Society

Get an online degree in autism education

DENTON- A study completed in 2003 indicated that the United States needs 13.4 percent more special education teachers, which translates to about 54,000 openings in schools across the country. Children with autism are a significant group among special needs students. Approximately one out of 160 8-year-olds in the U.S. show signs of autism.

The need for qualified teachers is even higher in rural areas where the necessary training is more difficult to obtain. According to State guidelines Texas has approximately 450 rural school districts, which is why the University of North Texas College of Education decided to offer a master's degree in special education with an emphasis on autism education that can be completed online.

The program is open to individuals with a four-year degree in any discipline of education, or individuals who are currently working within a school district. Twenty-five top students from rural Texas will be accepted on scholarship each year. The scholarship will cover the students tuition and fees. The first group of students began the program in the spring of 2009 and applications for the fall 2009 will be accepted via www.coe.unt. edu/autismprograms through July 15.

The program, known as Project DART (Distributed Education for Autism Personnel in Rural Texas), complements UNT's existing, oncampus master's degree in special education with a specialization in autism intervention. Project DART is funded by a four-year, approximately $800,000 grant from the U.S. Department of Education that reaches out to rural Texans who lack access to training opportunities.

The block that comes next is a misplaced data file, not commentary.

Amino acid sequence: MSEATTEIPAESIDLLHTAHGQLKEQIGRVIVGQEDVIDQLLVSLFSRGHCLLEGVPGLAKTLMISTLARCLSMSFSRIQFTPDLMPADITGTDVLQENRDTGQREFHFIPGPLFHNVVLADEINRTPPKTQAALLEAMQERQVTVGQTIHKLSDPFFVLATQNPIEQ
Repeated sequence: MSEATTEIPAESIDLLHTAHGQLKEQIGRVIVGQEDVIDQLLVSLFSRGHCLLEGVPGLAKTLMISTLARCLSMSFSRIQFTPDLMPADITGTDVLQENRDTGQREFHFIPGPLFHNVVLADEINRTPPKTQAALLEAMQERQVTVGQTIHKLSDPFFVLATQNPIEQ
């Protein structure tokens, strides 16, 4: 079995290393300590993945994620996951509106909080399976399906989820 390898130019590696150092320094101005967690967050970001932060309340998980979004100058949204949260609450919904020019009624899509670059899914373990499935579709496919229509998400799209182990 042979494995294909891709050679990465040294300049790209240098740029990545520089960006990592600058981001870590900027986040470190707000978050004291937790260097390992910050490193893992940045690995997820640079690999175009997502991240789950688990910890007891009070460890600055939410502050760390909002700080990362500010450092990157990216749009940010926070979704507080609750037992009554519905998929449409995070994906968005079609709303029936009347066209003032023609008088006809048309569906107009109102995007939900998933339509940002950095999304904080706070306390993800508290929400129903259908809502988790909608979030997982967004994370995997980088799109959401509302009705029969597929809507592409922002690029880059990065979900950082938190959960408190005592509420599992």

"In Texas, the incidence rate of autism has dramatically increased. In 2003, 11,940 Texas children were identified as having autism, with the numbers steadily increasing through the years," said Dr. Smita Mehta, associate professor in special education and the project's principal investigator.

"We need to reach the teachers of these children and make sure that they use evidencebased practices for maximum educational effect. This urgency has made it necessary for us to provide a distance education option for individuals who do not have access to universities in metropolitan areas," said Mehta.

The program incor porates a substantial field experience component. The groups of 25 students come to Denton each summer to collaborate and work with students with autism in the Denton ISD's extended school year program.

Dr. Kevin Callahan and Dr. Bertina Combes, both associate professors in the Department of Educational Psychology, are the project's co-directors and are collaborating with Mehta on the grant administration.

For more information on this program contact Mehta at Smita. Mehta@unt.edu or 940-565-7168, or Ms. Debbie Farr, the project's coordinator at Debbie.Farr@unt. edu or 940-891-6766.

The University of North Texas is a student-centered public research university and the flagship of the UNT System.


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2009-07-09 digital edition



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